3 Tips for Ink & Watercolor Sketching with Technical Pens

Inktober starts today, and the excitement is growing. Few pieces thump my drums quite like ink and wash. If you like the look of ink and watercolor sketching, too; try these three “edge” tips to add a little oom-pa-pa to your watercolor washes with technical pens.  Once the lining is completed, add additional ink shading or go straight to watercolor — the choice is up to you.

Inktober 2018 Day 1 - Technical Pens - Doodlewash
A few of the tools I use when sketching with technical pens.
Books on drawing with pen and ink and watercolor - Doodlewash
Pen & watercolor instruction can be found in books, videos, and even blog posts.  Claudia Nice is my favorite instructor for technical pens.

I’ll be tracing off from Wendy Tait’s Watercolour Flowers in the pictures below, a great resource for those just starting out. While sketching with technical pens uses them in a different way than the manufacturer intended, I haven’t had any difficulty with pens skipping or wearing down before they run out of ink.

Starting With A Pencil Sketch - Doodlewash

Tip #1: Underdraw with a pencil…or don’t!

Use an underdrawing to provide anything from placement dots to a rough lay-in to a traced-off image depending on your aesthetic. Or go right in with pen. Or ink after you watercolor. Don’t be ashamed for using or omitting an underdrawing – technique is unique to each artist.

Inktober Day 1 - Micron Pens on Paper - Doodlewash
I’m about halfway through inking this piece.  Notice the broken lines in lit areas and solid lines for areas with local color.  I still need to strengthen lines in shadow and add shading to keep this piece from looking like a coloring book.

Tip #2 Line your shapes with variety.

Draw the contour (arabesque, outline) of the outside and interior shapes with different line quality to introduce the light.

1. Use broken lines for areas hit by your light source or far away.

2. Use thin solid lines with just a few breaks in areas of the shape that have local color.

3. Use thicker solid lines for area in shadow or shapes closer to the viewer.

Adding watercolor to ink sketches tips - Doodlewash
Notice the difference in line quality between the prickly stems and edges of flower petals.

Tip #3 Suggest texture & details in ink.

Suggest, don’t SHOUT! Sketches use a short hand form of drawing to render detail and texture.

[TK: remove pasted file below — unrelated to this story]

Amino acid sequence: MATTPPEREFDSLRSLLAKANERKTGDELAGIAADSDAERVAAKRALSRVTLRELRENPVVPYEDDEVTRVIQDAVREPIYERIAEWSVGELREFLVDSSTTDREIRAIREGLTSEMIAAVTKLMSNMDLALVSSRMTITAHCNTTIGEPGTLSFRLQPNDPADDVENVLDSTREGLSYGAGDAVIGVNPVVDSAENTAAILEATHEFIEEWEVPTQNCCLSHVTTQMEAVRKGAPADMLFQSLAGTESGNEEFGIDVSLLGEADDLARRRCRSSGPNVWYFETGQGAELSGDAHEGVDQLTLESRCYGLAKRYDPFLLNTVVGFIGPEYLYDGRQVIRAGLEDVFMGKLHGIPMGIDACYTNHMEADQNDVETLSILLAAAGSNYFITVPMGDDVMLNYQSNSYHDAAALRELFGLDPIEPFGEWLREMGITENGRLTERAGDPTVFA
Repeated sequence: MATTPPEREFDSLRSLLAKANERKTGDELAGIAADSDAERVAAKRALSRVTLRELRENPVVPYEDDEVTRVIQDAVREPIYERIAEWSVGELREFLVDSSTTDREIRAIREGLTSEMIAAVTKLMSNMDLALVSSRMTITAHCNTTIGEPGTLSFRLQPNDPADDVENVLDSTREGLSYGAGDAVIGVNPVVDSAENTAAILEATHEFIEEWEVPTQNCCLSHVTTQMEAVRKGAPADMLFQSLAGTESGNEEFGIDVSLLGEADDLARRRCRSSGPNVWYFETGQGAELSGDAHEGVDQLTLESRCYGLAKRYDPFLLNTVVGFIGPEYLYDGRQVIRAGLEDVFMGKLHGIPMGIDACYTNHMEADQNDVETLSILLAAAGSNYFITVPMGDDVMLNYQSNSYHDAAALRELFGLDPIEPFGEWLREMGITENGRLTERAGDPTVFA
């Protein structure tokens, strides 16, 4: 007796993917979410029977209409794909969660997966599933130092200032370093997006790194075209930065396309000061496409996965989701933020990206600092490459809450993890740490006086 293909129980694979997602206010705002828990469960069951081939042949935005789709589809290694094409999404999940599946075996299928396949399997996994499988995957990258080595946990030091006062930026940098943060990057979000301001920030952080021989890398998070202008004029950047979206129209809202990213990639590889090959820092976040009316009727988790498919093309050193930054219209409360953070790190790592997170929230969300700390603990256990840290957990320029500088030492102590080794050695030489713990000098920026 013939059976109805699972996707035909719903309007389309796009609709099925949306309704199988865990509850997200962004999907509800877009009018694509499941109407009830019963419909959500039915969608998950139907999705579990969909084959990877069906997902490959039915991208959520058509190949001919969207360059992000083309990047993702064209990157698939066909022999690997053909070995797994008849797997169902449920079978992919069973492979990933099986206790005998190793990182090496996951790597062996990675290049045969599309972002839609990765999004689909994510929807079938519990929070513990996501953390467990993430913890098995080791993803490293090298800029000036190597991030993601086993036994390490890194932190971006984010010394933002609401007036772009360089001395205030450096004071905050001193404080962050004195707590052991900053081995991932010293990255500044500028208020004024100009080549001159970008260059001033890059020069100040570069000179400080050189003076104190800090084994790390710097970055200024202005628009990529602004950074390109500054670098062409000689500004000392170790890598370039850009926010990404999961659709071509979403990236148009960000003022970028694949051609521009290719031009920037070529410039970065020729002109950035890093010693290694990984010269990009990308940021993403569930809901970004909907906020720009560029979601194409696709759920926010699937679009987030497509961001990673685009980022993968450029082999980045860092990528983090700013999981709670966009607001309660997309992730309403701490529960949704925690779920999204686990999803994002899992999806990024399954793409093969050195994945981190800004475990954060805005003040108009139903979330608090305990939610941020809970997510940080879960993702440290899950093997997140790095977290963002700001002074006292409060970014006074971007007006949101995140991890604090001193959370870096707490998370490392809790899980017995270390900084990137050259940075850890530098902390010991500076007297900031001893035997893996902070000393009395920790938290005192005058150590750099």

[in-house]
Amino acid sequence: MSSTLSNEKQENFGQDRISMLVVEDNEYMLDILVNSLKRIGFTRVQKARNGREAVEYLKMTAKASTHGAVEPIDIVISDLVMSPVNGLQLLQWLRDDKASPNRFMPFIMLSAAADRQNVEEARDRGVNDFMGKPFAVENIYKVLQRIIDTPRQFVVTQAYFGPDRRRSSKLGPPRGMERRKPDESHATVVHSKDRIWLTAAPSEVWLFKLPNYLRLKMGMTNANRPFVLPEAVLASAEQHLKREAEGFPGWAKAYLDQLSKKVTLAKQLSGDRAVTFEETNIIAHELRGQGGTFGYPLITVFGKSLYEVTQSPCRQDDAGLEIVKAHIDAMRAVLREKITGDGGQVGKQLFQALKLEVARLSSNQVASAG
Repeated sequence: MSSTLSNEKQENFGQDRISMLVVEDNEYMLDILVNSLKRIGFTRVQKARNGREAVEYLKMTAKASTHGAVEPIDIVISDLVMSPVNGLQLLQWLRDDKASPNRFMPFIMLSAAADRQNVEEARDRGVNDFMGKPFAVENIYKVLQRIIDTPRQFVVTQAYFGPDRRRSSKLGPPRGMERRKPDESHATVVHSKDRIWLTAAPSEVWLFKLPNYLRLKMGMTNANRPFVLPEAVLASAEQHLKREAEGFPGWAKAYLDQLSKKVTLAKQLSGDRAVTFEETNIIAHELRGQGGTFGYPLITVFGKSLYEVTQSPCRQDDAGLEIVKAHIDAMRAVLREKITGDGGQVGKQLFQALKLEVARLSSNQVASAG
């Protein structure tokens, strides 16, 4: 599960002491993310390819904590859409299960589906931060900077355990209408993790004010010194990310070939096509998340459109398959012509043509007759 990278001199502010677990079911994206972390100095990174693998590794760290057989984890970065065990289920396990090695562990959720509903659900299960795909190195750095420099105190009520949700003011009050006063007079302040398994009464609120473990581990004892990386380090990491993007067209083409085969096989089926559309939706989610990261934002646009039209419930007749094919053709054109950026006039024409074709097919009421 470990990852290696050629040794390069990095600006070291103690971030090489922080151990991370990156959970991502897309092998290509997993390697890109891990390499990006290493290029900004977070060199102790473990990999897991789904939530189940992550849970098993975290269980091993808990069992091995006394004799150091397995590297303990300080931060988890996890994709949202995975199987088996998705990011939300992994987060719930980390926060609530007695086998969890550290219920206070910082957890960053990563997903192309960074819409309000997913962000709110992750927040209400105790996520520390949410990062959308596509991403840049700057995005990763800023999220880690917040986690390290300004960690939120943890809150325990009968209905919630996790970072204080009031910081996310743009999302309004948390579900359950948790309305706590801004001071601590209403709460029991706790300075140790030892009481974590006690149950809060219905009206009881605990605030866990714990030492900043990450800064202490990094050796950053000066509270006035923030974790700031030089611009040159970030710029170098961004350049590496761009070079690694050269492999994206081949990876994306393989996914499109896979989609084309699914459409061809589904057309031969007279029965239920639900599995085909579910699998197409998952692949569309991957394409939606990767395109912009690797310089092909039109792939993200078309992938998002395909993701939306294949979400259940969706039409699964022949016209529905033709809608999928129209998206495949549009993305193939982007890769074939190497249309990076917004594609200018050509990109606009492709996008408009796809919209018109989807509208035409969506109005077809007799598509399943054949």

• Use the outline to hint at the surface texture of your subject. Only use perfectly smooth lines if the surface is perfectly smooth. A fur bauble for a handbag, a golf ball, and a glass marble should have different line qualities.

• Draw a few hints of the surface texture inside shapes only along the line where the lit side of the shape goes into shade, not all over. As you get better at seeing, the shadow shape will become as important to you as the subject’s shape and this will make more sense.

• Try putting ink details only at the focal point. Use watercolor for less important details, or omit them completely.

Ink and wash allows me to work dramatically faster than watercolor or ink alone so I can paint every day. These three tips are simple to remember and easy for me to implement to create my vision when working with technical pens.

Ink and Watercolor Sample images - Doodlewash

Do you ink your watercolor sketches with technical pens? Have any more important tips you’d like to add to these? Talk with me in the comments, and visit me on Instagram to view dozens of ink and wash pieces.

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28 thoughts on “3 Tips for Ink & Watercolor Sketching with Technical Pens

  1. Lovely sketches, great tips! Watercolor is my go-to painting medium but for the simplest sketch kit, I carry water-soluble Pentel Hybrid Technical .8 mm pens and a Pentel medium water brush for shading. No pencil lay-ins, just direct sketching with ink. The ink in the Hybrid Technica is great because it doesn’t melt completely under a wash…so ink lines are maintained but you get a nice shading effect. And the ink seems much less soluble after it is washed over once and dries. I haven’t tried washing over a second time with watercolor but it’s on my list of things to do.

    1. I’m glad you brought up water soluble! I like the ability to pull shading and then add watercolor. I’ve never met an ink that ran twice when hit with water, but be sure to comment your results here.

  2. I love having an Ah-Ha! moment with art technique. Reading that you put the ink detail at the juxtaposition point of light-to-shadow was definitely one of them. I feel like I might done this a handful of times, but between those and the ones I didn’t, I couldn’t put together the words to describe what I did right! Thank you, now I can intently try it out and see if that makes ink sketching just an ounce less effort, and a ton more fun!

  3. Thanks Bekki. I’m giving Inktober 2018 a try if I can work out how to post! I’m a bit embarrased to say I don’t actually know what hashtags are/do? Anyway I’ve put my first drawing on my own facebook page with the things at the end, and I have requested being a member on what I hope is the genuine page as there are loads! I shall try uour tips.

  4. Bekki, this is such a fabulous lesson – so many ways to use ink and watercolor – there’s something to appeal to everyone, no matter their skill level. The examples are inspiring and it all looks like such fun. What a great way to motivate people to try something new – by removing the scary.

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